“DEA has the final authority to schedule, reschedule, or deschedule a drug under the Controlled Substances Act, after considering the relevant statutory and regulatory criteria and HHS’s scientific and medical evaluation,” the agency said in a letter to lawmakers last month. “DEA is now conducting its review.”

DEA’s statement came in response to an earlier letter from 31 bipartisan lawmakers, led by Rep. Earl Blumenauer (D-OR), that implored the agency to consider the “merits” of legalization as it carried out its review. That initial letter also criticized the limitations of simply placing cannabis in Schedule III, as opposed to fully removing the plant from CSA control.

DEA has received a number of messages from different sides of the cannabis policy debate in recent months, including a recent letter from 29 former U.S. attorneys who urged the Biden administration to leave cannabis in Schedule I.

Last month, the governors of six U.S. states—Colorado, Illinois, New York, New Jersey, Maryland and Louisiana—sent a letter to Biden calling on the administration to reschedule marijuana by the end of last year.

Meanwhile, six former DEA heads and five former White House drug czars sent a letter to the attorney general and current DEA administrator voicing opposition to the top federal health agency’s recommendation to reschedule marijuana. They also made a questionable claim about the relationship between drug schedules and criminal penalties in a way that could exaggerate the potential impact of the incremental reform.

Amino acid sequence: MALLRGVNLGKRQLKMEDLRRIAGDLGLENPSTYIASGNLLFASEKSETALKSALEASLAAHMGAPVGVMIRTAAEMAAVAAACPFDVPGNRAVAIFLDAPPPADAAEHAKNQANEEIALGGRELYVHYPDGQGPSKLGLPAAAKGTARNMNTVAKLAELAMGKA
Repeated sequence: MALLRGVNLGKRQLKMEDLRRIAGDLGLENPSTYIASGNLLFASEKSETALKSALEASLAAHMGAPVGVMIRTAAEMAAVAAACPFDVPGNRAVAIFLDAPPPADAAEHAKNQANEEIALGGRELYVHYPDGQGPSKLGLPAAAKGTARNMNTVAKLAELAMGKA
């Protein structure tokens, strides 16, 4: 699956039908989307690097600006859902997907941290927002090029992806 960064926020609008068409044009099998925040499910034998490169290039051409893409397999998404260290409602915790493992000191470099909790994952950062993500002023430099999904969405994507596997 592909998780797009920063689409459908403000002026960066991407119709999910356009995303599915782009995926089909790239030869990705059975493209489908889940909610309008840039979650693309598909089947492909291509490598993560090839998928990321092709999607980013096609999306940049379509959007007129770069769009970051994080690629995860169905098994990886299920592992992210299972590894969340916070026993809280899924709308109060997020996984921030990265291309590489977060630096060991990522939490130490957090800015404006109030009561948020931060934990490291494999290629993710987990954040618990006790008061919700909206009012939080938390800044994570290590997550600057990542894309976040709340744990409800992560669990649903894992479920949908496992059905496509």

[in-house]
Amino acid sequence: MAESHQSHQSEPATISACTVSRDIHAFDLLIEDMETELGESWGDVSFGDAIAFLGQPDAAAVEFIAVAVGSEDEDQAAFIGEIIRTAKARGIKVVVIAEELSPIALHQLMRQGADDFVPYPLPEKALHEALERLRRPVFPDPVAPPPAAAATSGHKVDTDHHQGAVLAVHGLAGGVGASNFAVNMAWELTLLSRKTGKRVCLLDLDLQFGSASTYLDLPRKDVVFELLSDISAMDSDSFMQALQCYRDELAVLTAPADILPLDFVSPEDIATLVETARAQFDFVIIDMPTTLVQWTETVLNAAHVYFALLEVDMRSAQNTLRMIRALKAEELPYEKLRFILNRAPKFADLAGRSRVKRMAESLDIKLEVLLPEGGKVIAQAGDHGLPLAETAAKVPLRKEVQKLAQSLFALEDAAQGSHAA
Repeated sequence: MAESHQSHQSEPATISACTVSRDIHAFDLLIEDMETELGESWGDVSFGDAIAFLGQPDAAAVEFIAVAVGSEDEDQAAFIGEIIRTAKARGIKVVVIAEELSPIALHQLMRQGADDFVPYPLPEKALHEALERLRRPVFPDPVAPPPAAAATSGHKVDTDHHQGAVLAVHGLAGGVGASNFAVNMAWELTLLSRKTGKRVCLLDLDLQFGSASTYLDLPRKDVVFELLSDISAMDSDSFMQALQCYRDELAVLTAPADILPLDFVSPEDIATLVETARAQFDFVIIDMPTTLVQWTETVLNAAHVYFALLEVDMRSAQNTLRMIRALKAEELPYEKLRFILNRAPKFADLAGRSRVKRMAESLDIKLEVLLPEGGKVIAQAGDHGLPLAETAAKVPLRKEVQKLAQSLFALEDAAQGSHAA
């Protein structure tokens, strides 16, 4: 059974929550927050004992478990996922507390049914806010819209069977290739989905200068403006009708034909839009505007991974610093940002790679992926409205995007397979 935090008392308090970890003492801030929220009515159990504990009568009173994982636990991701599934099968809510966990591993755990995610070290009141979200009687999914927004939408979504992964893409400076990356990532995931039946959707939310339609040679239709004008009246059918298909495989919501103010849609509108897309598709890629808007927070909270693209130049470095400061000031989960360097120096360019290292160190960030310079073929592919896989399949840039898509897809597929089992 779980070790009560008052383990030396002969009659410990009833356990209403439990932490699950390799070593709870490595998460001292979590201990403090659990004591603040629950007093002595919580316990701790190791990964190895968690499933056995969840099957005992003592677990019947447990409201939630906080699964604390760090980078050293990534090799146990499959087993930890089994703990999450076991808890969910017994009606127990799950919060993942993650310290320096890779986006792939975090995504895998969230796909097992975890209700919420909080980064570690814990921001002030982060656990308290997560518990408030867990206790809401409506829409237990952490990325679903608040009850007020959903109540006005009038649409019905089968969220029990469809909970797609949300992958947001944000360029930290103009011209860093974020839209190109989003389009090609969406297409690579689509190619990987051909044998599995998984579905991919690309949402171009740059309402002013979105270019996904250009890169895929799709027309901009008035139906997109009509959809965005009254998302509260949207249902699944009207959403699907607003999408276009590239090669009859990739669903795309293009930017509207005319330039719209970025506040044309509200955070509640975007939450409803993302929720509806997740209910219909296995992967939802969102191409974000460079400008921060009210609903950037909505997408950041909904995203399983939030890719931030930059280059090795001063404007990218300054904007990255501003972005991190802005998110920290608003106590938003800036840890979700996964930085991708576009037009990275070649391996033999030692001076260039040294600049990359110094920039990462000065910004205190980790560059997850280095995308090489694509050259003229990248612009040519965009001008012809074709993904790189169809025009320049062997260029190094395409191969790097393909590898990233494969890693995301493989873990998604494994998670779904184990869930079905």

Signatories include DEA and Office of National Drug Control Policy heads under multiple administrations led by presidents of both major parties.

In October, Advocates and lawmakers who support cannabis reform marked the one-year anniversary of Biden’s mass marijuana pardon and scheduling directive this month by calling on him to do more—including by expanding the scope of relief that his pardon had and by expressly supporting federal legalization.

Two GOP senators, including the lead Republican sponsor of a marijuana banking bill that cleared a key committee in September, also filed legislation late last year to prevent federal agencies from rescheduling cannabis without tacit approval from Congress.

A coalition of 14 Republican congressional lawmakers, meanwhile, has urged DEA to “reject” the top federal health agency’s recommendation to reschedule marijuana and instead keep it in the most restrictive category under the CSA.

Separately, DEA recently announced that it is taking another shot at banning two psychedelics after abandoning its original scheduling proposal in 2022, teeing up another fight with researchers and advocates who say the compounds hold therapeutic potential.

The agency has separately warned Georgia pharmacies that dispensing THC is unlawful because it remains a Schedule I drug after the state became the first in the U.S. to allow pharmacies to sell medical marijuana, with nearly 120 facilities applying to sell cannabis oil.

Meanwhile, DEA recently affirmed that spores that produce so-called magic mushrooms are not, on their own, federally prohibited prior to germination.

More information about the specific scientific findings and recommendations that HHS shared with DEA for the cannabis scheduling review is expected to come to light soon after the federal government told an attorney that it would be releasing the materials “in their entirety” amid a FOIA lawsuit.

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Photo courtesy of Philip Steffan.